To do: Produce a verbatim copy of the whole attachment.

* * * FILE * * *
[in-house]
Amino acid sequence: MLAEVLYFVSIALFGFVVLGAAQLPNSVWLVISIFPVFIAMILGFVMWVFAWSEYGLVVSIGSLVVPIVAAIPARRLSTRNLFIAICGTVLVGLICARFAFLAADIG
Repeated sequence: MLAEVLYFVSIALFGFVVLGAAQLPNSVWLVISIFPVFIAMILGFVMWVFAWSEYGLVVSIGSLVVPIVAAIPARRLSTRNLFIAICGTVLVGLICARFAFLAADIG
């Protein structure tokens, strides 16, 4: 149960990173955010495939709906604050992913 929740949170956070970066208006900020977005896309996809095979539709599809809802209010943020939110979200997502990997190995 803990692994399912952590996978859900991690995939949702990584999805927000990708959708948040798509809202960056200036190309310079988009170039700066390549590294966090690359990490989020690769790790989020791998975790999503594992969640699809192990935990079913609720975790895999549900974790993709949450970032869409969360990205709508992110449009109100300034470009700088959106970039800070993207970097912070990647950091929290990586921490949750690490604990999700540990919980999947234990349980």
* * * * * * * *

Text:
[in-house]
Amino acid sequence: MLAEVLYFVSIALFGFVVLGAAQLPNSVWLVISIFPVFIAMILGFVMWVFAWSEYGLVVSIGSLVVPIVAAIPARRLSTRNLFIAICGTVLVGLICARFAFLAADIG
Repeated sequence: MLAEVLYFVSIALFGFVVLGAAQLPNSVWLVISIFPVFIAMILGFVMWVFAWSEYGLVVSIGSLVVPIVAAIPARRLSTRNLFIAICGTVLVGLICARFAFLAADIG
């Protein structure tokens, strides 16, 4: 149960990173955010495939709906604050992913 929740949170956070970066208006900020977005896309996809095979539709599809809802209010943020939110979200997502990997190995 803990692994399912952590996978859900991690995939949702990584999805927000990708959708948040798509809202960056200036190309310079988009170039700066390549590294966090690359990490989020690769790790989020791998975790999503594992969640699809192990935990079913609720975790895999549900974790993709949450970032869409969360990205709508992110449009109100300034470009700088959106970039800070993207970097912070990647950091929290990586921490949750690490604990999700540990919980999947234990349980």